This is mark Joseph “young” blog entry #177, on the subject of I Am Not Second.
Bill Cosby said it:
I am not the boss in my family. I don’t know how I lost it; I don’t know if I ever had it. But I’ve seen the boss’s job, and I don’t want it.
I am not the boss in my house, either. The boss tells me what I need to do and when I need to do it, and anything I think is important I do on my own time. I’d like to tell you that I am second, but I don’t think that’s true. I think actually the dog is second; in any case, I’m pretty sure he outranks me. If he wants to go outside in the middle of the night, he wakes me so I can let him outside. If somehow his whining and wheezing does not get a response from me, he wakes the boss–and the boss wakes me, and tells me to let him outside, usually with the words, “You’re not going to make me get up and take him out, are you?” Thus it is clear that the dog outranks me and gets to decide when I am going to give up my sleep so he can go out. This is the same dog of which I said, “I don’t want a dog,” and “you can have a dog as long as he is never my problem.” He is also the same dog that I feed and water every day, and let out several times a day, and deal with whenever he is a problem for someone else. So I am not second; both the boss and the dog rank above me. There are almost certainly other people who rank above me, but I don’t really want to try to enumerate them at the moment. It sometimes (read “often”) feels like everyone in the world outranks me; I am pretty far from second.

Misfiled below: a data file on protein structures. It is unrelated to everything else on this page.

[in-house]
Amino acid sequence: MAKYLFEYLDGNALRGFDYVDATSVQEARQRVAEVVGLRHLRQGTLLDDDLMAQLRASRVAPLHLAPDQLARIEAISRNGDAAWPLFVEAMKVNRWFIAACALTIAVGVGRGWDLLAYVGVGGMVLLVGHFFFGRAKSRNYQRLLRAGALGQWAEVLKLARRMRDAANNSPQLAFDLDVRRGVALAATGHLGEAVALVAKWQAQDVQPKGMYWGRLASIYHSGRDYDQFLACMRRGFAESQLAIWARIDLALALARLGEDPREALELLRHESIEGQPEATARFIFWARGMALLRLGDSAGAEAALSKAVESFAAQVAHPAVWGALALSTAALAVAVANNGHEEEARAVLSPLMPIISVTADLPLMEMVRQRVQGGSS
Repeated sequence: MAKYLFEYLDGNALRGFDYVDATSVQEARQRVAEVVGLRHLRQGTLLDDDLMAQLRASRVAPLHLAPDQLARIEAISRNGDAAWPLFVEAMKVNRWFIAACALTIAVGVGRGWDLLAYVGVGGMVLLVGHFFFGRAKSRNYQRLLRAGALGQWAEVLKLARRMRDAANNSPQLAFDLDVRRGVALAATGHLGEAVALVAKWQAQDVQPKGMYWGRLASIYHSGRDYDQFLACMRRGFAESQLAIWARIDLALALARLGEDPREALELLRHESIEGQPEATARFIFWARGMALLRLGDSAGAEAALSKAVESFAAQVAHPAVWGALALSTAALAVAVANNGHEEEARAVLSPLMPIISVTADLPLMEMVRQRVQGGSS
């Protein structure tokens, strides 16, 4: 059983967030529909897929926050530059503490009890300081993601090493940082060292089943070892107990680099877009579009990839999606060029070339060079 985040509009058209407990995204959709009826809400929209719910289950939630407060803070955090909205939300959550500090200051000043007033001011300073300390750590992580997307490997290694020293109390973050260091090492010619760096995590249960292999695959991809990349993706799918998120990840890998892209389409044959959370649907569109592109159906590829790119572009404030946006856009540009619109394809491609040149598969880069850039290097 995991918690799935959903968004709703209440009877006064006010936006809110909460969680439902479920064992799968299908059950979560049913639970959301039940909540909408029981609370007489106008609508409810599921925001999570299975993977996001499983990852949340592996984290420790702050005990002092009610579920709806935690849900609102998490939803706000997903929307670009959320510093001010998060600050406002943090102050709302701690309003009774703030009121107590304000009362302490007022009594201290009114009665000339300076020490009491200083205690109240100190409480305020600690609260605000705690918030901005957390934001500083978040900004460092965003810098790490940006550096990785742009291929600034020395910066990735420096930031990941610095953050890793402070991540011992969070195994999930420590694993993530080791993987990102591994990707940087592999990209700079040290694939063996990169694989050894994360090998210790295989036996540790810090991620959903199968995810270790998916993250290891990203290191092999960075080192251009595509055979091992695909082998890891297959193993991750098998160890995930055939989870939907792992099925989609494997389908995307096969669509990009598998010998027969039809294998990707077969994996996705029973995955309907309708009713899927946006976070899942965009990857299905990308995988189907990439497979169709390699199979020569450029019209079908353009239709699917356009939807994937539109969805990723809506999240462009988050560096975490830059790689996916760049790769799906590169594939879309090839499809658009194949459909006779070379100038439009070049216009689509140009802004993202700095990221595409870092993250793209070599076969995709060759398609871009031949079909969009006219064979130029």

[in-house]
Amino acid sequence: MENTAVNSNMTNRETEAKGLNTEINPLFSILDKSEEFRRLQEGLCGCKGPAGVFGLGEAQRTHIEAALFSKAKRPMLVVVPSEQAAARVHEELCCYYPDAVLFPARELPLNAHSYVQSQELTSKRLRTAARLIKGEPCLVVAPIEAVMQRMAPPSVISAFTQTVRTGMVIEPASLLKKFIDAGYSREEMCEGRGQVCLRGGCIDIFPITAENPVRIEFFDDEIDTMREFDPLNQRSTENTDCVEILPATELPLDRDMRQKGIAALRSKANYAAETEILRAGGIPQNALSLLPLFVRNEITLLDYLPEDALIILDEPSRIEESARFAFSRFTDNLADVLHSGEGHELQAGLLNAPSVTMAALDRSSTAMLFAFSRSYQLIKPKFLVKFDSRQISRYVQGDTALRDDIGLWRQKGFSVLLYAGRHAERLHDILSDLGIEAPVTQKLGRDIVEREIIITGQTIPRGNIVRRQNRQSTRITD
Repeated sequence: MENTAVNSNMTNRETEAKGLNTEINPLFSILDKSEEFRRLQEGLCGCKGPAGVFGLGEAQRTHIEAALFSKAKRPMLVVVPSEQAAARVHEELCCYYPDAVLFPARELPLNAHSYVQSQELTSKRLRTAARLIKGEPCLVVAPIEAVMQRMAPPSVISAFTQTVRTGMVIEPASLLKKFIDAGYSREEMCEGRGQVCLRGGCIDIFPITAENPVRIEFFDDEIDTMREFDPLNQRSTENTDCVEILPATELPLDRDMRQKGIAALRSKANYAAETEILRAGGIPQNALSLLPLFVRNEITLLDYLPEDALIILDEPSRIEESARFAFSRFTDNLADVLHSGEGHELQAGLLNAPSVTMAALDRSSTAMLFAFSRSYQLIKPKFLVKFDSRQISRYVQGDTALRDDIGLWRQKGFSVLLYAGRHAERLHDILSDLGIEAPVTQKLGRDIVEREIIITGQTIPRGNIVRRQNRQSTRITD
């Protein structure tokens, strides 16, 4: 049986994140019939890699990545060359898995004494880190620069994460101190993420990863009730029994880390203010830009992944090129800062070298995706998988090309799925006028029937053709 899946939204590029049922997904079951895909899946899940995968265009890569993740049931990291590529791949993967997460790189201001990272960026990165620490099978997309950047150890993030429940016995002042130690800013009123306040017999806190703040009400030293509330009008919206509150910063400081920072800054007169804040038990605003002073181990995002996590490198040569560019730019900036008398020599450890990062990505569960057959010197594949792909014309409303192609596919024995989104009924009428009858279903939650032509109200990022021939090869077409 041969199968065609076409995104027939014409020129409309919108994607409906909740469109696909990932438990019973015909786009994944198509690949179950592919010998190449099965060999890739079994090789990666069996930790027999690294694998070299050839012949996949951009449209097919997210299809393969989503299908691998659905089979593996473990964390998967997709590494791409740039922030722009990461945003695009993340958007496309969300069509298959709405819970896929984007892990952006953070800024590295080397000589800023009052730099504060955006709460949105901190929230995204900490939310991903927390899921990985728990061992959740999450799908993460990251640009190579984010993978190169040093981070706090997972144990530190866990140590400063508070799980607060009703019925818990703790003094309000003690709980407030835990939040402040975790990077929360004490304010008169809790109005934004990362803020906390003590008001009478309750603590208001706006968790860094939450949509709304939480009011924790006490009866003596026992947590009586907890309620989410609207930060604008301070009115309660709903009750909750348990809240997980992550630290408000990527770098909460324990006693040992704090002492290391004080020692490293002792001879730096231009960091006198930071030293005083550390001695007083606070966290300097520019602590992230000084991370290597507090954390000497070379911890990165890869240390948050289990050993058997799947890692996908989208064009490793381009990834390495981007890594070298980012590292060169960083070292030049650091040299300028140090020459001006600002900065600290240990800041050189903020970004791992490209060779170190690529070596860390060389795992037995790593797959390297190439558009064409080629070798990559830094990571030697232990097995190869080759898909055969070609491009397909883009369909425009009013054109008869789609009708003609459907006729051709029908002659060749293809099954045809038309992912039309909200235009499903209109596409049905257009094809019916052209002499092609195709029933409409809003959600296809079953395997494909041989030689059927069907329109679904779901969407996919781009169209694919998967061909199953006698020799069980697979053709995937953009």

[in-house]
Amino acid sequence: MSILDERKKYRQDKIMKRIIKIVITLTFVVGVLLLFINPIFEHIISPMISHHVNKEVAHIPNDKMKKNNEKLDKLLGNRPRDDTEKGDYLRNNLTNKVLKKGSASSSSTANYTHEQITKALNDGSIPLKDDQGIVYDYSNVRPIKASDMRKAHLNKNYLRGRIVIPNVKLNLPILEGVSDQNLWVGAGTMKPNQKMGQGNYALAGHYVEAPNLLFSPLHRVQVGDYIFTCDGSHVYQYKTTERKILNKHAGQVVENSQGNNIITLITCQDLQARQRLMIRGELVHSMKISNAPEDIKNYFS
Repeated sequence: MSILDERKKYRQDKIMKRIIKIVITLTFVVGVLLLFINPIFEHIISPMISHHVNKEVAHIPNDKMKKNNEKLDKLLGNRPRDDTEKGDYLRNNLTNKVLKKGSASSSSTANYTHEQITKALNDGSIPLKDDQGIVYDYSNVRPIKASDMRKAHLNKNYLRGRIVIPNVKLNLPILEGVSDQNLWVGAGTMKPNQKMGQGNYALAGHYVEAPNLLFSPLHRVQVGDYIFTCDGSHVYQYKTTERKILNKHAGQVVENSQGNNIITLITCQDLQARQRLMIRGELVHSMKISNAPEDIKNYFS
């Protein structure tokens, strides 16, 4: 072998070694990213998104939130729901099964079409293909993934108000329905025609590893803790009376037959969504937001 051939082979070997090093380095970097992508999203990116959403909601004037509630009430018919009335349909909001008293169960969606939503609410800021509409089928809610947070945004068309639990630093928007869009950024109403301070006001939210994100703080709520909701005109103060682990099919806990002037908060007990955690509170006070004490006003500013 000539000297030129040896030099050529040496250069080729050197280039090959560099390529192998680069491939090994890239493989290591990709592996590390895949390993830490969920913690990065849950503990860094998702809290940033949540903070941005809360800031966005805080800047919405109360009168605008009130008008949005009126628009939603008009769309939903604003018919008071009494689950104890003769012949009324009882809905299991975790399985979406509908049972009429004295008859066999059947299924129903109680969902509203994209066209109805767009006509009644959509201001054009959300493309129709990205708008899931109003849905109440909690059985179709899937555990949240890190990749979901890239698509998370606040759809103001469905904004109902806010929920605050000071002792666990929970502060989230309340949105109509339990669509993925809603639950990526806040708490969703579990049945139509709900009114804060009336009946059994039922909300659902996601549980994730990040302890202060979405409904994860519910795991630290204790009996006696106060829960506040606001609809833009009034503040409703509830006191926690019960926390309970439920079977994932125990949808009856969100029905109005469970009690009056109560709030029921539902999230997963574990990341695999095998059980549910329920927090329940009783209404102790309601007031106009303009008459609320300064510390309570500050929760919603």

This tirade was inspired by what is apparently a fairly successful ministry under the name “I am second.” I expect it’s the best Christian catchphrase since “What would Jesus do?” I get it. It’s saying I need to take myself out of first place and put Jesus in first place; that puts me second. The thing is, it doesn’t, really–or it shouldn’t. I had a bad reaction to it the first time I heard it, and my wife had the same bad reaction quite independently of me. I am not second, and I am not supposed to be second. Whoever might will to be first of you will be slave of all. I am not called to be second; I am called to be last.
The problem with the formulation “I am second” is that it might state my relationship to God correctly, but it misstates my relationship to the dog. O.K., maybe not to the dog–but to everyone else, certainly. The hierarchy in my life is not supposed to be Christ, me, everyone else. It’s supposed to be Christ, everyone else, me. I am not second; I am last.
I am sure that it is a wonderful ministry doing wonderful things, and I do not mean to denigrate it. However, I feel that a significant point has been missed here. Don’t put yourself second. There are a lot of other people who should be above you in the hierarchy. And remember, it is not a single fixed universal hierarchy. Jesus is always first for all of us, if we have it right. In the hierarchy that governs my life, you–all of you, each of you–outrank me; but in the hierarchy that governs your life, I, along with the rest of us, outrank you. We were called to serve each other, to put everyone else above ourselves, to be a long distance from second place in our own lives.
Don’t put yourself second, either.
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